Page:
Poynter points some great facts from a study about what surfers look at and read while online. The organization doing the study tracked where people’s lines of vision fell while reading webpages. Granted the study consisted of 46 people in San Francisco (and judging by my past experience of supplementing my non-existent collegiate income with various brain studies in dark, windowless rooms at 8 o’clock at night, this probably is not the *most* scientific study ever, but it will do).
It reiterates the obvious (obvious to veteran internet marketers) mostly: you have about half a second to grab people’s attention with your headlines online. Once you have them reading the article though, they will stay as long as you have something worthwhile to say to them.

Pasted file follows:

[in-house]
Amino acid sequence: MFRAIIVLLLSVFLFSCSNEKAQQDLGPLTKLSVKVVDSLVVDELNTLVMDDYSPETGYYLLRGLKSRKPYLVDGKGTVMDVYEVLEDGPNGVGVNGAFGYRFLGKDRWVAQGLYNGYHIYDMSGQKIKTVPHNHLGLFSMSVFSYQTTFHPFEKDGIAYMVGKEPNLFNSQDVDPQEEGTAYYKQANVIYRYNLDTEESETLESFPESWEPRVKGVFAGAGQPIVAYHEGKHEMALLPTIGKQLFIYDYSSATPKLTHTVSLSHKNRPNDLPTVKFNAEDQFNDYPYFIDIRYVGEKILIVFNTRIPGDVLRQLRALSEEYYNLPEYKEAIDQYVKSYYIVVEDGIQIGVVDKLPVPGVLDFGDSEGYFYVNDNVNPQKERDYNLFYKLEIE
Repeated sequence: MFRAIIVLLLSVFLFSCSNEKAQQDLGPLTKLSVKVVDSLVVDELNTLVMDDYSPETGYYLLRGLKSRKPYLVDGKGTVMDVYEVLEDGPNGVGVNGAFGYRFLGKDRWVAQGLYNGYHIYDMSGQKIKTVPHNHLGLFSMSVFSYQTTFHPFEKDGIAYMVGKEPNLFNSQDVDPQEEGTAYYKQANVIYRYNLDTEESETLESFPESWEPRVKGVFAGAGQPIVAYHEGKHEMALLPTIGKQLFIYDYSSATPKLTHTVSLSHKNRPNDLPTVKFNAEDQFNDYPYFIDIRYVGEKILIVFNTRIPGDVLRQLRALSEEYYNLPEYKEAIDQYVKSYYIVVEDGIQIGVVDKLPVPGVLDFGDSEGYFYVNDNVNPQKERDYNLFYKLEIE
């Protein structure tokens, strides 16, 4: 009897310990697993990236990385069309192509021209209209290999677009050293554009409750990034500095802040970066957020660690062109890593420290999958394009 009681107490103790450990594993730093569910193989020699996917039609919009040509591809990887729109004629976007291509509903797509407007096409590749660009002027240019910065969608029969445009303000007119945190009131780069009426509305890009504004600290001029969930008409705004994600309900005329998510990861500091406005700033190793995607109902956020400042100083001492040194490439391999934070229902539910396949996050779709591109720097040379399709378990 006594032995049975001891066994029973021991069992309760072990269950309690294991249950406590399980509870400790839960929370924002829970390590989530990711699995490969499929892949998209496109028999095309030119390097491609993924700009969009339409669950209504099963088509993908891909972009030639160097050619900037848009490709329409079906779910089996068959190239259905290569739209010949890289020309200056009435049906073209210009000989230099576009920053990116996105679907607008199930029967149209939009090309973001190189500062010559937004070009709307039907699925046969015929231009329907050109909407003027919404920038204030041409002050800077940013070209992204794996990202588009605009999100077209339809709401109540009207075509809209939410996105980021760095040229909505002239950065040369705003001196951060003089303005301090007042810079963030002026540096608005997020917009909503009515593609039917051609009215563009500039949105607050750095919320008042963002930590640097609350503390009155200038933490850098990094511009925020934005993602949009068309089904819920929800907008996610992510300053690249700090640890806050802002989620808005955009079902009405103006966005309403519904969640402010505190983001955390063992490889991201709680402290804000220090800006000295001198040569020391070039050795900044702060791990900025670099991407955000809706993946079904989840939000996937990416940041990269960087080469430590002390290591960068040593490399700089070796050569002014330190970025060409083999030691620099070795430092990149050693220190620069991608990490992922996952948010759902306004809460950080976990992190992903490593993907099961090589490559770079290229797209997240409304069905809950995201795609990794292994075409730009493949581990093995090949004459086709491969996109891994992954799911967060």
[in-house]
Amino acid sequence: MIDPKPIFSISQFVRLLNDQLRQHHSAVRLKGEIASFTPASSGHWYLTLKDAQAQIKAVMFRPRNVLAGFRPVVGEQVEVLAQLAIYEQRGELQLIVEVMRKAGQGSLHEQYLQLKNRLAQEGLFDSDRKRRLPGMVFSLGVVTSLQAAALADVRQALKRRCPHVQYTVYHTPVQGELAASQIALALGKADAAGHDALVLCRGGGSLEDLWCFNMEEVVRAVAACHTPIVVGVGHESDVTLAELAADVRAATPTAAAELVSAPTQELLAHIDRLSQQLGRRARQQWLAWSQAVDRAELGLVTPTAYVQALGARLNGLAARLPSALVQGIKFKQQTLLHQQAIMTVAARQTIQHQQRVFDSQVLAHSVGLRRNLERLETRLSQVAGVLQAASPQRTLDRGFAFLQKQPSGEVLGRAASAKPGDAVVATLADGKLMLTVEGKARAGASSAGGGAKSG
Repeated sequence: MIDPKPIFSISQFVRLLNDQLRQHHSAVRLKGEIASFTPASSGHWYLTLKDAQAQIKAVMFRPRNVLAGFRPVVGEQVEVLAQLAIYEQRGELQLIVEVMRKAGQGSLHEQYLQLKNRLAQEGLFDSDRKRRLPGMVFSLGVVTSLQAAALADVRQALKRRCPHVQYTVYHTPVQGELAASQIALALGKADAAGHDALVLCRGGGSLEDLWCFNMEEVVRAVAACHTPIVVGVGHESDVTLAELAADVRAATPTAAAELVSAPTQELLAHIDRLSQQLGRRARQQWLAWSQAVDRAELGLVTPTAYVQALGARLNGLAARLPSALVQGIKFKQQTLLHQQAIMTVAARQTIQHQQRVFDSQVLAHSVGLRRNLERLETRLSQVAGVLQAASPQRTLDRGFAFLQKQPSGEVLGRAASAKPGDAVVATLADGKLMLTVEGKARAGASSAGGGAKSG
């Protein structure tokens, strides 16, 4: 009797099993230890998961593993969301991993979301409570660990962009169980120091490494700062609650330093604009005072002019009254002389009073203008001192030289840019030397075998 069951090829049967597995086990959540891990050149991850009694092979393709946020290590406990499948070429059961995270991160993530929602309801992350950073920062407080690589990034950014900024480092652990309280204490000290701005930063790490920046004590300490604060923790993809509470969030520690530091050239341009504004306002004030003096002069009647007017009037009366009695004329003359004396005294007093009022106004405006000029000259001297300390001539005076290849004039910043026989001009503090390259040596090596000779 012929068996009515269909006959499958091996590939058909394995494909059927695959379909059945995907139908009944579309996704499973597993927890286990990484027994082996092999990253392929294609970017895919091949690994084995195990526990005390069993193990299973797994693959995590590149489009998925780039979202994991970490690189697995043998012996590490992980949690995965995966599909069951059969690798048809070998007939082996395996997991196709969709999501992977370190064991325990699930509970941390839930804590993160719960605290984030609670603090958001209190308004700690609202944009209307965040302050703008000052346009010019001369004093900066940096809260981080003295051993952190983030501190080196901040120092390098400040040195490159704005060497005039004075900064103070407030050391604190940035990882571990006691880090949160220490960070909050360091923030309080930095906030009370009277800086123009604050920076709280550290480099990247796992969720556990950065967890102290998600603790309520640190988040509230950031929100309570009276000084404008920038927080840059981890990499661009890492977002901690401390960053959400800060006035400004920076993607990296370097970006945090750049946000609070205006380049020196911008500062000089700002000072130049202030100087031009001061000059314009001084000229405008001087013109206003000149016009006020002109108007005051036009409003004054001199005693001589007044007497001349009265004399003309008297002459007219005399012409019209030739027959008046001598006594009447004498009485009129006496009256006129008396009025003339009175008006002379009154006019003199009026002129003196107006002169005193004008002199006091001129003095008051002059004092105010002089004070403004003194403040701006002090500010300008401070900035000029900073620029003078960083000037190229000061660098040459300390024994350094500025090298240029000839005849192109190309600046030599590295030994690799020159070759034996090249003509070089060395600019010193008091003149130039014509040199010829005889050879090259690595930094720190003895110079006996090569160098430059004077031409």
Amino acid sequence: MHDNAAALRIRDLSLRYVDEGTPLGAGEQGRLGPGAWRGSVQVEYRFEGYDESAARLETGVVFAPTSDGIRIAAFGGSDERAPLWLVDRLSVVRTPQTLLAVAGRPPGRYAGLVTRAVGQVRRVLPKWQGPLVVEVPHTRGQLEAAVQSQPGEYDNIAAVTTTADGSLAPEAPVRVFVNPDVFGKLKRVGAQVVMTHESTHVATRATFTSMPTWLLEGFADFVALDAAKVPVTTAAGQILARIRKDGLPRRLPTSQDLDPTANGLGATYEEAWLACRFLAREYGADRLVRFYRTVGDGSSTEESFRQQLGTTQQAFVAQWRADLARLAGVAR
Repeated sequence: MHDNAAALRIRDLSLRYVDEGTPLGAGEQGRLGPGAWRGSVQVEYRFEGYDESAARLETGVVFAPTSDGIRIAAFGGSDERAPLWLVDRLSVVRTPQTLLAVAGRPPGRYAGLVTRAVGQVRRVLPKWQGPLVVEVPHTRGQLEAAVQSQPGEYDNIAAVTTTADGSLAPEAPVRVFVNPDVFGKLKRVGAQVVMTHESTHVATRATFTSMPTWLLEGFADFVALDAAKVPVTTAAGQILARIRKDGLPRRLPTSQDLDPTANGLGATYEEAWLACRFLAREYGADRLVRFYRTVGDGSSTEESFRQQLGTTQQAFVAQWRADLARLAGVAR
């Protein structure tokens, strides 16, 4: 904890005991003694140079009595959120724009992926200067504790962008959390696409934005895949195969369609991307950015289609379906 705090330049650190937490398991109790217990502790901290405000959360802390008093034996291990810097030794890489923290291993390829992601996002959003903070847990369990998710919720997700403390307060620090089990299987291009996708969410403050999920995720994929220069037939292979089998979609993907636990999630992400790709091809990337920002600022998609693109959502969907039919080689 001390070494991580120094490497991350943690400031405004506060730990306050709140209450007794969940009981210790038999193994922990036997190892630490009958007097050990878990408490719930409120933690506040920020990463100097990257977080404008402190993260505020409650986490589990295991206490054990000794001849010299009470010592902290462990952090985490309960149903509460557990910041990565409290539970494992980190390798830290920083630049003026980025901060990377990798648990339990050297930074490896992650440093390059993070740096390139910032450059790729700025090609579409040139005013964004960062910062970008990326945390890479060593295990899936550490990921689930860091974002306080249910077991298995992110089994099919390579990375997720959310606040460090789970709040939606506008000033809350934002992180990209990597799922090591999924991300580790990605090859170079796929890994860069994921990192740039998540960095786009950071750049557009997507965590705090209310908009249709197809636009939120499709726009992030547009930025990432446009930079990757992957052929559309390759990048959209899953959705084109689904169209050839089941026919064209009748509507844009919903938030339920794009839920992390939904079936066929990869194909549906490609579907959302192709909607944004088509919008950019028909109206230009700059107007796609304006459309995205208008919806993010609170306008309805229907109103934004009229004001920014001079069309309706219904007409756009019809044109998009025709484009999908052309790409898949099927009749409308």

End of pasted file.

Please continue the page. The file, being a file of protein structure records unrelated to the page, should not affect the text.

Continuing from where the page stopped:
Other less obvious, but just as important points the article makes are that the larger a picture is the longer people will take to look at it. To me this is telling us that people “Read” pictures. They process the picture not as a whole, but instead take in various parts. You can use this effect to benefit your online marketing efforts by making your pictures relevant to the message, as opposed to just putting up a photo of three people staring in amazement at a TPS report behind a computer monitor (stock photos are generally the early signs of a cancerous online marketing campaign). Instead, you can use a relevant picture to get the users attention and then insert a short text phrase on the photo.
Though I’m sure many final decision makers will fight you on these facts, it will be worth it when they see their ROI skyrocket because you’re the one using science and results to bring in leads instead of online marketing voodoo.